The Austrian Silver Vienna Philharmonic is a silver bullion coin produced annually by the Austrian Mint. Beginning in 2008, it is now the highest minted and most well-known silver bullion coin from Europe. It is sold as a mass-produced investment coin and has sold over 54 million units during a 5-year span from 2008 to 2012. The coin is legal tender in Austria with a face value of 1.50 Euros. It weighs exactly 1 troy ounce of .999 fine silver. The coins are distributed from the Austrian Mint in monster boxes of 500 coins each, containing 25 plastic tubes which house 20 coins each. The coin was first issued on 1 February 2008 with 7,773,000 units minted which is the lowest amount minted for any year in the series. Mintage of the coins peaked in 2011 when 17,873,700 coins were struck, making it the most common date. Mintage totals for the 2014 issues have yet to be released by the Austrian Mint. With no key dates issued as of yet, the value of each Silver Vienna Philharmonic remains near the current spot price of silver without inflation of numismatic value. The design for the coin was originally created by Thomas Pesendorfer to be used for a gold commemorative coin that was first issued in 1989. The Austrian Mint introduced the silver version of the coin in 2008. The design was unchanged and has remained the same each year as of 2015.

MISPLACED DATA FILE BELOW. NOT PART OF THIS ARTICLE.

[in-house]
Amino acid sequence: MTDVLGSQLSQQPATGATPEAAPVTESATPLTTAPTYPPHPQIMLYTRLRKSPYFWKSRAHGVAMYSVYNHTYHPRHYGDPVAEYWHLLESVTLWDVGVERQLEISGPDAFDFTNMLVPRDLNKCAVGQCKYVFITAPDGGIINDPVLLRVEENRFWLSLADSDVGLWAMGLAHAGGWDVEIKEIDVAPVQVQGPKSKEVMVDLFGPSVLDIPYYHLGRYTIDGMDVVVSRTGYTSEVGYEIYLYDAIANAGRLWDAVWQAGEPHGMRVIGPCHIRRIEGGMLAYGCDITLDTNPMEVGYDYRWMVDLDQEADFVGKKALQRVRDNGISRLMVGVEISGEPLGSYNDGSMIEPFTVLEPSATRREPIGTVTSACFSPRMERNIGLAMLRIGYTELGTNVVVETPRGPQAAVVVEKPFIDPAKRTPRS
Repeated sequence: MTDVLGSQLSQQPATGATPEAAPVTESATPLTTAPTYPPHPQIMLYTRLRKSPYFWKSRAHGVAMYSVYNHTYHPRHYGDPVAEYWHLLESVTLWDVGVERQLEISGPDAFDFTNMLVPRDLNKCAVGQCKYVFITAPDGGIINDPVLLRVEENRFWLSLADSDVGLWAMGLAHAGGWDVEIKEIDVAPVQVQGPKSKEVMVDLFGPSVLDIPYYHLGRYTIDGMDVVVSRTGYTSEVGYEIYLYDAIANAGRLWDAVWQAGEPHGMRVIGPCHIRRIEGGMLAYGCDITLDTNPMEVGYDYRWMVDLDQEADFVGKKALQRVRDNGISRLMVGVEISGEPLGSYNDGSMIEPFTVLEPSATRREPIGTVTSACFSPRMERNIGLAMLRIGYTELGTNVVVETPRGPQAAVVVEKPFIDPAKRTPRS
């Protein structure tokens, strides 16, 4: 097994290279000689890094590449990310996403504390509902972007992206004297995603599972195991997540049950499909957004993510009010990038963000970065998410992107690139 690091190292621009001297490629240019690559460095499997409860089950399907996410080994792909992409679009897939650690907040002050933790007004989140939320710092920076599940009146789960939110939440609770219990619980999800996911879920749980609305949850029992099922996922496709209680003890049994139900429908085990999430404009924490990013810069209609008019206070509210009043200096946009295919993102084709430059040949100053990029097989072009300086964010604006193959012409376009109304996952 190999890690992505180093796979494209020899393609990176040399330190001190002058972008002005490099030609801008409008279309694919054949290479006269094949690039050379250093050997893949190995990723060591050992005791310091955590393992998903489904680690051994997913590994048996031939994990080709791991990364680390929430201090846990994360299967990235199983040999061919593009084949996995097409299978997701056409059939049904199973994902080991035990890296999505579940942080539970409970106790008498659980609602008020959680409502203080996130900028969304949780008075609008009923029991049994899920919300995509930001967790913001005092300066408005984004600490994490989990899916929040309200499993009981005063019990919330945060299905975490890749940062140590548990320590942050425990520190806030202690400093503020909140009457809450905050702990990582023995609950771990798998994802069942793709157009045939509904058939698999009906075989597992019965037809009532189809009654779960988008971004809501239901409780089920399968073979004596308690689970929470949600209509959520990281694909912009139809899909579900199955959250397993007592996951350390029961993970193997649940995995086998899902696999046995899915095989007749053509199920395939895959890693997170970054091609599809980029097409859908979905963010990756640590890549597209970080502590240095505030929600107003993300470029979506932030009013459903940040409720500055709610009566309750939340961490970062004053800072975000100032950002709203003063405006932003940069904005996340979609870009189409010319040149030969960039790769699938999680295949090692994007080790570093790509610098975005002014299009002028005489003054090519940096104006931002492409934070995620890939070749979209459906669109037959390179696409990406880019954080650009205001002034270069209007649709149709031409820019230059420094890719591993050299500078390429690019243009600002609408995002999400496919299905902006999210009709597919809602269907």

The obverse design features a pipe organ from within the Musikverein, a concert hall in the Innere Stadt borough of Vienna. This is where the actual Vienna Philharmonic Orchestra plays its music. The German words “REPUBLIK ÖSTERREICH” (Republic of Austria) and “1 UNZE FEINSILBER” (1 ounce pure silver) are also minted on the obverse.
The reverse design features an array of musical instruments such as the harp, violin, cello, flute, bassoon, and French horn. The words “WIENER PHILHARMONIKER” (Vienna Philharmonic) and “SILBER” (Silver) are also inscribed.